The chair of the ruling Georgian Dream party, Bidzina Ivanishvili, has once again declined to re-enter frontline politics, remaining absent from the party’s electoral list for 31 October’s parliamentary elections.
Ivanishvili was the opening speaker at the party’s announcement event in Tbilisi on Thursday, where the top 20 members from the party list were unveiled.
Ivanishvili, who founded the party in 2012 and served a short stint as PM, has since been reluctant to take up any official position beyond leading the party.
Prime Minister and close Ivanishvili ally Giorgi Gakharia, Parliamentary Speaker Archil Talakvadze, Executive Secretary Irakli Kobakhidze, Justice Minister Tea Tsulukiani, and parliamentary majority leader Mamuka Mdinaradze topped the list.
The list included only five women, the bare minimum required under a new gender quota.
The quota, which requires that every fourth candidate on a party list be of the opposite gender as the previous three, was part of a package of electoral reforms passed in June.
The party previously nominated only one woman among 30 candidates running in majoritarian districts, which the gender quota does not apply to.
Georgian Dream named Archil Talakvadze as their candidate for speaker of parliament once again.
‘Georgian Dream are not presenting a candidate for prime minister, we are naming the future prime minister’, Irakli Kobakhidze said while introducing Gakharia.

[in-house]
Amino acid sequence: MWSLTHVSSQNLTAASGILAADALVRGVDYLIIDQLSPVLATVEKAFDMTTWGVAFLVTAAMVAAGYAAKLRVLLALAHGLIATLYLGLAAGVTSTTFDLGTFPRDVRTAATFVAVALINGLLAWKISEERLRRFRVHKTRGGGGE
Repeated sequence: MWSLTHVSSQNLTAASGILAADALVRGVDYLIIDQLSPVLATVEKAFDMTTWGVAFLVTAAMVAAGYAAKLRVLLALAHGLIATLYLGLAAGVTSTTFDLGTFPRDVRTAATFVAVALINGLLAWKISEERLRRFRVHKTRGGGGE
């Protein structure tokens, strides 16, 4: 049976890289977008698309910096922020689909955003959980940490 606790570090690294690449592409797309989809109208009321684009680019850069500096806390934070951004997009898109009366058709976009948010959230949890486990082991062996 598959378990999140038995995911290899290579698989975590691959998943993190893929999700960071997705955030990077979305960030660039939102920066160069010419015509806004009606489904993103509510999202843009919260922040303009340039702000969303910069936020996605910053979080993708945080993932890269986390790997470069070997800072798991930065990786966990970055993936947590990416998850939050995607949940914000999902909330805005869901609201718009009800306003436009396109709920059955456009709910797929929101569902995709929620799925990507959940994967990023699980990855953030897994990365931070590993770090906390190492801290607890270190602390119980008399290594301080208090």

Gakharia held several senior government positions before being appointed as Georgia’s Prime Minister a year ago.
Beyond the top spots, 12 of the 20 listed members were new members of Georgian Dream as well as several newcomers to politics. These included former basketball player Viktor Sanikidze and rugby player Davit Kacharava.
A popular candidate
While the ruling party has enjoyed a strong lead in recent opinion polls, current PM Giorgi Gakharia would need the support of 76 of 150 MPs in order to be reconfirmed and form a government.
Georgian Dream leaders including Gakharia, Kobakhidze, and Mdinaradze, dealt directly with public outcry following the invitation in June 2019 of Communist Russian Duma MP Sergey Gavrilov to speak before Parliament. The invitation led to large street protests in June.
Most critics accused Giorgi Gakharia, who was then the Interior Minister, of being directly responsible for the excessive use of force by police to prevent protesters from entering the Parliament building on the night of 20 June. The allegation was largely confirmed by the Public Defender’s report earlier this year.
Despite the criticism, he was confirmed as PM in early September last year and has maintained a relatively high personal popularity rating in a series of recent surveys by NDI and IRI.